Lincoln, Lancaster County highlight importance of adoption

Lincoln and Lancaster County hosted their 13th annual National Adoption Day event Saturday.

The goal: to raise awareness of the thousands of foster children waiting to find permanent families.

"These were children who were removed from their natural parents for a variety of reasons…where the reunification efforts with the parents were not successful," said Lancaster County Juvenile Court Judge Roger Heideman.

After a child is with a foster family for at least six months, they can be adopted, given a permanent home and family.

Awareness isn’t the only purpose the event serves.  Because it’s annually held on Saturdays, it’s also a convenient opportunity for families to have their adoption hearings.

Twenty-three Lancaster County kids were adopted Saturday, including 12–year–old Charlie Horton.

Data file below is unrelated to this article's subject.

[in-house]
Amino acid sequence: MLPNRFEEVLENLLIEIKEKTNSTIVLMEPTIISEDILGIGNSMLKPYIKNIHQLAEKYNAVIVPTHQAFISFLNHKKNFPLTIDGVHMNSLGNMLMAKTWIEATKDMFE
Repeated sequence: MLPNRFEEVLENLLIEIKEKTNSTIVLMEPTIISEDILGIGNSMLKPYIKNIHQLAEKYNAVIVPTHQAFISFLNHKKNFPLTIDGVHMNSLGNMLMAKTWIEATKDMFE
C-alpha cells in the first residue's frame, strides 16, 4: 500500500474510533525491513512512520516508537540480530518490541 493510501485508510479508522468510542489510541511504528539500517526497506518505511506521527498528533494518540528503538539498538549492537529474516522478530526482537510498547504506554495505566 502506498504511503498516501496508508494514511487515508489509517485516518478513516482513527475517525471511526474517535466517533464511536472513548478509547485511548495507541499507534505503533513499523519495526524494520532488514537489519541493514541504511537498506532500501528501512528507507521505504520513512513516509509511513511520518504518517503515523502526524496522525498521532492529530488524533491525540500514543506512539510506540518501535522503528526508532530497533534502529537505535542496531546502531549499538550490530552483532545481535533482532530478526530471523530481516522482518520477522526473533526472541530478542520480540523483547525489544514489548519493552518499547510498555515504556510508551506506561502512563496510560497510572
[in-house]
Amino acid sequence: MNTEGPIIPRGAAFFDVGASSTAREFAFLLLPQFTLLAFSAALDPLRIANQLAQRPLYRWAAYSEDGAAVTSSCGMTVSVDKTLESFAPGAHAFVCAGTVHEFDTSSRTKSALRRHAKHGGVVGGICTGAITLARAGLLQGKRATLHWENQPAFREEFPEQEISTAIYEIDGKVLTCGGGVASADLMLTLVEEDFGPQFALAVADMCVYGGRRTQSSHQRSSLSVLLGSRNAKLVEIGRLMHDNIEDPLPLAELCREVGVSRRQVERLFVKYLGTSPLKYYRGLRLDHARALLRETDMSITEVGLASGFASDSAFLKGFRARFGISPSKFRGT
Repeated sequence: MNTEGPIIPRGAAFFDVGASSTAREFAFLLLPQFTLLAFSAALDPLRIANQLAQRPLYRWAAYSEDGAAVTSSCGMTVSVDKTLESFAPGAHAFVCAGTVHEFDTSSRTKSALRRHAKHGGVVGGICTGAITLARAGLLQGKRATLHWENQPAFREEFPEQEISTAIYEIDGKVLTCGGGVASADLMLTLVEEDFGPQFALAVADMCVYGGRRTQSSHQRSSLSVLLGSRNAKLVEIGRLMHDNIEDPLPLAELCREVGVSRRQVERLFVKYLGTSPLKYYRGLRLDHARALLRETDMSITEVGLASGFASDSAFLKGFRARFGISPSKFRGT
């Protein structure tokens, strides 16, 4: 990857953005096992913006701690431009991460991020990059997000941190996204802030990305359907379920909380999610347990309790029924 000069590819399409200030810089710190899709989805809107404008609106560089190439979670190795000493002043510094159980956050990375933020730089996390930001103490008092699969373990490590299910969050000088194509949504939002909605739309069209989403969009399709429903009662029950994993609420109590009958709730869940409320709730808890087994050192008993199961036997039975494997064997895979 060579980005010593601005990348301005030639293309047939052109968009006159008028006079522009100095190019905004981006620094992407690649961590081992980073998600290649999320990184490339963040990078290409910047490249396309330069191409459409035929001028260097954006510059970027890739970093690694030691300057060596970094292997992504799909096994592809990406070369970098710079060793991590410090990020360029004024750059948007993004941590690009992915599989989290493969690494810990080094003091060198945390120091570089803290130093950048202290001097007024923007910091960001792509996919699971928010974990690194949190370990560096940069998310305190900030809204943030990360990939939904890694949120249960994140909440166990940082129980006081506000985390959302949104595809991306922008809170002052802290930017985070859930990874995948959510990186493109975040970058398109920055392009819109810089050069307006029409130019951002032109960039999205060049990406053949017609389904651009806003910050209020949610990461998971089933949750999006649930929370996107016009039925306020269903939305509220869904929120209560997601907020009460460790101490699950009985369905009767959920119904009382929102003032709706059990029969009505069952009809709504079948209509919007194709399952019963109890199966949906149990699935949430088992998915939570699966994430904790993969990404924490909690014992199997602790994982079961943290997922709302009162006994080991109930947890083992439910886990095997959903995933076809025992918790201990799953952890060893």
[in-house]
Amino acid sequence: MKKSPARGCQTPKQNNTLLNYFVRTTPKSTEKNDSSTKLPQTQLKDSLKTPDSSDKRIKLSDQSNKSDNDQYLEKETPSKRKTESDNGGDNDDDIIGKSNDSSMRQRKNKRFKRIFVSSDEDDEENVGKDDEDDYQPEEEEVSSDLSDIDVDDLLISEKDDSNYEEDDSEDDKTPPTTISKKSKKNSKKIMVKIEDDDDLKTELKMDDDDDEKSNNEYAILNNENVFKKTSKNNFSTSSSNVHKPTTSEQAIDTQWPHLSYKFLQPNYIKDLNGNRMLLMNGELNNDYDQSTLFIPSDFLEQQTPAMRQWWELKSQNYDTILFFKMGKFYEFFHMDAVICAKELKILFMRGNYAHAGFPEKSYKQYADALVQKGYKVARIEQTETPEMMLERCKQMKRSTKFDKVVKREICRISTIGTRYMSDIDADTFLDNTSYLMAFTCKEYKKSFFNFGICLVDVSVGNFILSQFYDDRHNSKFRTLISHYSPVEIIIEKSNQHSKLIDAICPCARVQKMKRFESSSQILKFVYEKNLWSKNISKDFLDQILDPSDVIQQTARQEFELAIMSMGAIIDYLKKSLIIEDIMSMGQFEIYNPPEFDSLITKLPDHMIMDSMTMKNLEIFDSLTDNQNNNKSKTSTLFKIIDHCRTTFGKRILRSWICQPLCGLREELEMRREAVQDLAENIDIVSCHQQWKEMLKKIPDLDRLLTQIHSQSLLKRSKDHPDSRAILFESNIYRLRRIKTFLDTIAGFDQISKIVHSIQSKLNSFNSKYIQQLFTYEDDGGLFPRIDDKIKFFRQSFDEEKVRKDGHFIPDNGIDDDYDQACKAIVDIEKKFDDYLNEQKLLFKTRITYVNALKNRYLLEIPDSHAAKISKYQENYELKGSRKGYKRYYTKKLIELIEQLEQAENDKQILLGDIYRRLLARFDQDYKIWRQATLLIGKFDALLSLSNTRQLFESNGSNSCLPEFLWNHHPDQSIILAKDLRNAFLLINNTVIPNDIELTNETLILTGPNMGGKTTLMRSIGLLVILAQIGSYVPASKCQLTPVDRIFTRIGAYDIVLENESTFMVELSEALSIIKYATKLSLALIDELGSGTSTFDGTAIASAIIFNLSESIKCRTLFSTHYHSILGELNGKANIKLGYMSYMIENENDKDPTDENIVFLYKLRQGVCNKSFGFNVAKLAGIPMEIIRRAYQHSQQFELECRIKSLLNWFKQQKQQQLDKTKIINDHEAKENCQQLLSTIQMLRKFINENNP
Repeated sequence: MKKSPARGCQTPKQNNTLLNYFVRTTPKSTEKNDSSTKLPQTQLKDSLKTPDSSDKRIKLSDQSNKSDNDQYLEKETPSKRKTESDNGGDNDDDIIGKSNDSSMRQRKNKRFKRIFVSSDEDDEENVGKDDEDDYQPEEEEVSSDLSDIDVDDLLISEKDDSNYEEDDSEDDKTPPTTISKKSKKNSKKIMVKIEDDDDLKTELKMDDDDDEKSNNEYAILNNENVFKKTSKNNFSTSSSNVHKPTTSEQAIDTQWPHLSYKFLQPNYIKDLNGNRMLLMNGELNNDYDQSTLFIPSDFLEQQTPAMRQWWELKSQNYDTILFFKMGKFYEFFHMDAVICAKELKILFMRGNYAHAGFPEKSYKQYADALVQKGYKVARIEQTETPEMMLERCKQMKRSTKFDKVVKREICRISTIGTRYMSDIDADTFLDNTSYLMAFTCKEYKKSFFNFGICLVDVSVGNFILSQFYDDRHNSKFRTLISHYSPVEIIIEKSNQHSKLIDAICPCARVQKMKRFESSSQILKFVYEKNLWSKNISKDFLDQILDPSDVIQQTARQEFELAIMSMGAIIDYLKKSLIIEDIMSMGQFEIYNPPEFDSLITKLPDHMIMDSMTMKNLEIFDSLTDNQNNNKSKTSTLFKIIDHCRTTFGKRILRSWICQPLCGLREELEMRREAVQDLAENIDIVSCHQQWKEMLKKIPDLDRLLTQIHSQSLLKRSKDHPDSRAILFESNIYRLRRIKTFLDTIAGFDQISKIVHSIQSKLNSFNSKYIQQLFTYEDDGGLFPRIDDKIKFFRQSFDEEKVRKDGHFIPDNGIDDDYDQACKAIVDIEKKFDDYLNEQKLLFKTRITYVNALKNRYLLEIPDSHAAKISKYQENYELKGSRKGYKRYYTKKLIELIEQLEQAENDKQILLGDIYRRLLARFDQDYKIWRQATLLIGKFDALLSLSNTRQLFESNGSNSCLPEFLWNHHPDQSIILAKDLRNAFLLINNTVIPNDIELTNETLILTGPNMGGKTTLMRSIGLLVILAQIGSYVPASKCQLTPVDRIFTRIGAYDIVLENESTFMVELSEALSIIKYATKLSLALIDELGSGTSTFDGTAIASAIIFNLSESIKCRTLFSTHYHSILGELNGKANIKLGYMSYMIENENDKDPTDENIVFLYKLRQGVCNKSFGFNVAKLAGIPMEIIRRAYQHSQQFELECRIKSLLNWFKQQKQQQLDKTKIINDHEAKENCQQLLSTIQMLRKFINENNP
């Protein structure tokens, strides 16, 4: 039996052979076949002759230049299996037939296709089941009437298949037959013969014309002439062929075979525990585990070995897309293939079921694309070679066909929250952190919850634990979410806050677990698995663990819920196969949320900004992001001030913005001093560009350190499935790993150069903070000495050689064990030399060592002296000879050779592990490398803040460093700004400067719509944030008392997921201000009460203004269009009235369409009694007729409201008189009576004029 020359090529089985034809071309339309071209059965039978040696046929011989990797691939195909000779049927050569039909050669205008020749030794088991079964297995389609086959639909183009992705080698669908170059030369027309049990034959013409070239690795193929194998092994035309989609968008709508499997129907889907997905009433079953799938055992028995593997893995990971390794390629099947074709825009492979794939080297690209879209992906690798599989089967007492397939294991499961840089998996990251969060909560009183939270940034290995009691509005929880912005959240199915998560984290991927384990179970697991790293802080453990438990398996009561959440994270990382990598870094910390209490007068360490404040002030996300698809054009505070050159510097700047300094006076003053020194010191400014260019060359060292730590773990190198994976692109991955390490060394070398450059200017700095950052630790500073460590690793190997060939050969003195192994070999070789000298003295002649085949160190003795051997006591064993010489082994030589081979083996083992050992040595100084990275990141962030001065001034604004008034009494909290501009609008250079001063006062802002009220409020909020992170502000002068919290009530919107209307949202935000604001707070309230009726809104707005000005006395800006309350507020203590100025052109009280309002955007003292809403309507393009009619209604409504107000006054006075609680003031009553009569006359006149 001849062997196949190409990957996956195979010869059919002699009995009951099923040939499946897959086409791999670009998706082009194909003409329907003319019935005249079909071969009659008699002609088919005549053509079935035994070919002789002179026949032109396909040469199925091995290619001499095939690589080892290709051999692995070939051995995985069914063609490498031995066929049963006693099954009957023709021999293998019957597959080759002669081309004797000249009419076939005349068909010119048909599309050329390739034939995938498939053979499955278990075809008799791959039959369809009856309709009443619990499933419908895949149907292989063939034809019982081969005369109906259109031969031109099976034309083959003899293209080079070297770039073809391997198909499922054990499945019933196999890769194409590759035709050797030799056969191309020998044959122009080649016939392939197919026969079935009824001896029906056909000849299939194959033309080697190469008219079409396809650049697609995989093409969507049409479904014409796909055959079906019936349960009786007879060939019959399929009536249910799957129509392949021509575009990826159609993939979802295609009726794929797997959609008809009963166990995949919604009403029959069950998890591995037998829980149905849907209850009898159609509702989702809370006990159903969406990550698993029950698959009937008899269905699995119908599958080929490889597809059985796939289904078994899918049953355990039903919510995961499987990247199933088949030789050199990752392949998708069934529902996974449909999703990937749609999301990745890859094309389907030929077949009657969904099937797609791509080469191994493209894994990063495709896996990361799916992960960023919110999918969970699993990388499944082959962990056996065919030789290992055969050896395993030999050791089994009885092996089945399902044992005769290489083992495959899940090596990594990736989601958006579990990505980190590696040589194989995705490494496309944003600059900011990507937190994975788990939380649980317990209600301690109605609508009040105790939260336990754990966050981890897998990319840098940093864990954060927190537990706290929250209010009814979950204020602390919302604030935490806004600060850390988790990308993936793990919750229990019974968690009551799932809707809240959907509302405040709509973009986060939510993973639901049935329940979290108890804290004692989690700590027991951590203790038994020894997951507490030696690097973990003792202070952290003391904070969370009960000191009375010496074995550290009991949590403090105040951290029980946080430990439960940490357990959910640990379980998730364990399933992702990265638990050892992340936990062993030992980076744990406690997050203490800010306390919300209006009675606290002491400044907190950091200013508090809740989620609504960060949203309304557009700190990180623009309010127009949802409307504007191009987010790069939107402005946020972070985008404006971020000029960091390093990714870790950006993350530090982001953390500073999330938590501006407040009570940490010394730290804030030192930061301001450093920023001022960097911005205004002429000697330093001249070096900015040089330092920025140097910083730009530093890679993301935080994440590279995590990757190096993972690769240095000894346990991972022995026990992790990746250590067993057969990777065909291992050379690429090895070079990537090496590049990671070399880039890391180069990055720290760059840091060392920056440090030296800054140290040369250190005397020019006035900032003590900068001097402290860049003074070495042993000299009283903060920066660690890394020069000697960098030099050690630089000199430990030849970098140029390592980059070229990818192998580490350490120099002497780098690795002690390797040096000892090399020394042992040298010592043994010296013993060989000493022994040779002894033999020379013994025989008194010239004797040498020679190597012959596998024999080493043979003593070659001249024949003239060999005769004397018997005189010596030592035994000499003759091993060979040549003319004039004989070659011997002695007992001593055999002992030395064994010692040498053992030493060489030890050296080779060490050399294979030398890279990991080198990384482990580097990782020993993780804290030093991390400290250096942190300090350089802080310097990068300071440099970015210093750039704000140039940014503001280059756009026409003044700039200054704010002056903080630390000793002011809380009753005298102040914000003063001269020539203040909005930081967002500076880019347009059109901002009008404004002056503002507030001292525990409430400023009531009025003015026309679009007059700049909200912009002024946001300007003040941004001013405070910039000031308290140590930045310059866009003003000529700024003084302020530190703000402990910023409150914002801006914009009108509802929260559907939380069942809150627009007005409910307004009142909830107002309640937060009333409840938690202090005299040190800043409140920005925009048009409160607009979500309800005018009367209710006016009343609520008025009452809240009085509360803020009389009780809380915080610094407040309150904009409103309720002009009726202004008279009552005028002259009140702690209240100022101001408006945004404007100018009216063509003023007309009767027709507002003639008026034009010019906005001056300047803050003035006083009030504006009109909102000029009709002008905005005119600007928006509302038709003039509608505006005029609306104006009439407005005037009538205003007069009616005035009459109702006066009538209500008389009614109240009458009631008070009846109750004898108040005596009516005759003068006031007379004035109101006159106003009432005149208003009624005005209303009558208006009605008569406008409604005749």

Charlie had been staying with the Horton foster family for a year.  Today, she officially joined their family.

The Hortons already have five kids of their own, but that doesn’t hinder their desire to take a new one in.

"It’s something that’s always been in my heart," Brooke Horton said.  "I’ve always felt that that was something we could do…a way to bless someone else."

"I don’t want any kid to grow up thinking that they’re not wanted, that they’re not loved, that they don’t have a future," Chuck Horton said.   "I’m going to do everything I can to make sure that every kid knows that there’s a purpose for them to be here. "

This event wants to get more people to think like that.

"We always need more good families that are going to open their hearts and homes to these kids," Judge Heideman said.  "…They may be going back to their parents someday, because that’s the ultimate goal when these cases open.  But in the event they’re not, they at least have stability and permanency for these kids in the long term."